I normally use this blog to focus on ministry, but as you can tell sometimes just share what’s going on in the adventure of life.  We’re whole beings, after all, and I think that all of life should be centered on Jesus–the mundane and epic, the trials and the victories, the day in and day out.
Today.  There was ministry stuff.  There was me videoing myself reading books to a 3-year old audience I can’t see.  But that’s not what I want to focus on in this post.  Today is my little brother’s birthday.  He would have turned 30 today.  
Still learning how to grieve, but it’s helpful to remember and celebrate life along with shedding tears.  For that reason, I‘m going to post the “family reflection” I gave at the funeral service as a way of remembering and honoring him on this day.  Once again, a big thank you to so many who continue to pray for my family.  It has truly made a difference.
Note: Couldn’t get the formatting (spacing) right.

I’m speaking on behalf of my entire family and would like to thank everyone for the overwhelming response of love that we’ve received from all of you this week.  We’ve been inundated with visits, food, flowers, phone calls, cards, texts, prayers, FB posts, and offers to do anything.  Thank you so much.  Thank you especially to St. Michael’s Church who has been incredible.  It’s really helped carry us during our time of need. 

I remember my parents telling me, Ashley, and Frederick right after Hurricane Hugo that my mom was going to have a baby.  What a surprise, but how special and exciting it was to us when Brad was born.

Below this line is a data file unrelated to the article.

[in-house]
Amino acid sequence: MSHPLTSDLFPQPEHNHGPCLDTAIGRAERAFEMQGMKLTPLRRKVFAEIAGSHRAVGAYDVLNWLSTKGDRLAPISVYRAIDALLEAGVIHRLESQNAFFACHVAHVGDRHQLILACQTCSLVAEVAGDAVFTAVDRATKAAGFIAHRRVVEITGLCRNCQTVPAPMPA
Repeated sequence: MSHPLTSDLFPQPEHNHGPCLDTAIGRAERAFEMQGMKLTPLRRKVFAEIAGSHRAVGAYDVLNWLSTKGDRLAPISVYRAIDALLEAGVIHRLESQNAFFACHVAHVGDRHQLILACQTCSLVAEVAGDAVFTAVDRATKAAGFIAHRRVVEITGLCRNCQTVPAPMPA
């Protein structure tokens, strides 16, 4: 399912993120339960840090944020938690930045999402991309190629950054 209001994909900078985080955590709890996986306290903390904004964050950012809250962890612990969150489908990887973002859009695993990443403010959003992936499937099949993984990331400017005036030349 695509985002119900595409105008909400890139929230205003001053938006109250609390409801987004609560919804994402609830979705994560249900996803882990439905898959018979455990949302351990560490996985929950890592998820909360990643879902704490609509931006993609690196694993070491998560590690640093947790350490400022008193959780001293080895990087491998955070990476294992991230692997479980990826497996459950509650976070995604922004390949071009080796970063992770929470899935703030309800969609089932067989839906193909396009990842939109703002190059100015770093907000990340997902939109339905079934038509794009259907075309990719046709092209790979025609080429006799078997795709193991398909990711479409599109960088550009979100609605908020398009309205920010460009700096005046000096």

When Brad was little, we would take turns trying to put him down for a nap.  My tactic was to tell incredibly long and uncreative stories to lull him to sleep by boredom.  One time when he was around 3 years old, Ashley and I were together with him on the bed.  I made up that some character was taking a very long road trip and started listing every state I could think of very slowly.  I started with SC, NC–about that speed–and went up along the coast.  His eyes were already closed, and he was drifting off by the time I got to the northern states.  When I said New York, his body jolted and eyes sprung wide open, and he said, “New York City!,” a line from the Pace Picante Sauce commercial.   

That was so Brad.  He was quick and so funny even at that age.   He had a way with words and could make everyone around him laugh.  That’s one thing I’m going to miss so much is Brad’s hearty laugh along with his sheepish smile.   

He was intelligent, way smarter than me.  He had the ability to memorize large amounts of information and then regurgitate it, even verbatim.  He was incredibly thoughtful and caring, especially in his gifts, which he often made himself, including the choker that I’m wearing right now. 

He was also protective.  The first memory I have of this particular trait was when Brad told a lifeguard at the pool that I was 16 instead of 21.  At first I was bothered that he would lie and asked him why he would say that.  In front of the guy, he said, “I didn’t want him talking to you.”  Then I knew that my little brother at age 11 had my back.  Speaking of backs, he was a sucker for back rubs.  His hugs were great, another thing I’ll miss about Brad.